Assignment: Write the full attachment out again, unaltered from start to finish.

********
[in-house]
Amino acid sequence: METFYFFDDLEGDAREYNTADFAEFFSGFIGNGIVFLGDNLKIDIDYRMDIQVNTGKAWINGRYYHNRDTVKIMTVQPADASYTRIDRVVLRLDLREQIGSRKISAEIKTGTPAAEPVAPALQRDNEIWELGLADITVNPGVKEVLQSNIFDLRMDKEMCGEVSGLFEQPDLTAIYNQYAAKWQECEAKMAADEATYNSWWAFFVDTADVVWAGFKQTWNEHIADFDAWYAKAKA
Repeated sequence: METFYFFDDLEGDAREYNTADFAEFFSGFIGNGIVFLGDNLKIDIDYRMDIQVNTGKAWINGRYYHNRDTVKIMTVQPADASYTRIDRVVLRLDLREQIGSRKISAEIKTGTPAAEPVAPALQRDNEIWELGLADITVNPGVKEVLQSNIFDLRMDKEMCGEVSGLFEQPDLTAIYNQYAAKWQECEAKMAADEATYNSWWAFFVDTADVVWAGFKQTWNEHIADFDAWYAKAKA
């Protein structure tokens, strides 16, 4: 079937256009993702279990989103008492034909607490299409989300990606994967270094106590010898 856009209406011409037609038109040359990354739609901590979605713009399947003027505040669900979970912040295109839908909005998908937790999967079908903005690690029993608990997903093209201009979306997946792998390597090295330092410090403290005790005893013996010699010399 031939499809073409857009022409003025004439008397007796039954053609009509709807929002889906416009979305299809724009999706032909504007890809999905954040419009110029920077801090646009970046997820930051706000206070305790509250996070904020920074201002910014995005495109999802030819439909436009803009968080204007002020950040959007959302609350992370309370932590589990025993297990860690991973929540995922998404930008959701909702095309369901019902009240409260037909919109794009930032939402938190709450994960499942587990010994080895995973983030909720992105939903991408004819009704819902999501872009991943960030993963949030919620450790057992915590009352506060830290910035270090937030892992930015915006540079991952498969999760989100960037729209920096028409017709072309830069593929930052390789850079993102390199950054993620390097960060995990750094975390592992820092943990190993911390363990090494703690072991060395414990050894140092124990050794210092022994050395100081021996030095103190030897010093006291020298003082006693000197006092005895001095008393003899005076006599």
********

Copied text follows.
[in-house]
Amino acid sequence: METFYFFDDLEGDAREYNTADFAEFFSGFIGNGIVFLGDNLKIDIDYRMDIQVNTGKAWINGRYYHNRDTVKIMTVQPADASYTRIDRVVLRLDLREQIGSRKISAEIKTGTPAAEPVAPALQRDNEIWELGLADITVNPGVKEVLQSNIFDLRMDKEMCGEVSGLFEQPDLTAIYNQYAAKWQECEAKMAADEATYNSWWAFFVDTADVVWAGFKQTWNEHIADFDAWYAKAKA
Repeated sequence: METFYFFDDLEGDAREYNTADFAEFFSGFIGNGIVFLGDNLKIDIDYRMDIQVNTGKAWINGRYYHNRDTVKIMTVQPADASYTRIDRVVLRLDLREQIGSRKISAEIKTGTPAAEPVAPALQRDNEIWELGLADITVNPGVKEVLQSNIFDLRMDKEMCGEVSGLFEQPDLTAIYNQYAAKWQECEAKMAADEATYNSWWAFFVDTADVVWAGFKQTWNEHIADFDAWYAKAKA
């Protein structure tokens, strides 16, 4: 079937256009993702279990989103008492034909607490299409989300990606994967270094106590010898 856009209406011409037609038109040359990354739609901590979605713009399947003027505040669900979970912040295109839908909005998908937790999967079908903005690690029993608990997903093209201009979306997946792998390597090295330092410090403290005790005893013996010699010399 031939499809073409857009022409003025004439008397007796039954053609009509709807929002889906416009979305299809724009999706032909504007890809999905954040419009110029920077801090646009970046997820930051706000206070305790509250996070904020920074201002910014995005495109999802030819439909436009803009968080204007002020950040959007959302609350992370309370932590589990025993297990860690991973929540995922998404930008959701909702095309369901019902009240409260037909919109794009930032939402938190709450994960499942587990010994080895995973983030909720992105939903991408004819009704819902999501872009991943960030993963949030919620450790057992915590009352506060830290910035270090937030892992930015915006540079991952498969999760989100960037729209920096028409017709072309830069593929930052390789850079993102390199950054993620390097960060995990750094975390592992820092943990190993911390363990090494703690072991060395414990050894140092124990050794210092022994050395100081021996030095103190030897010093006291020298003082006693000197006092005895001095008393003899005076006599």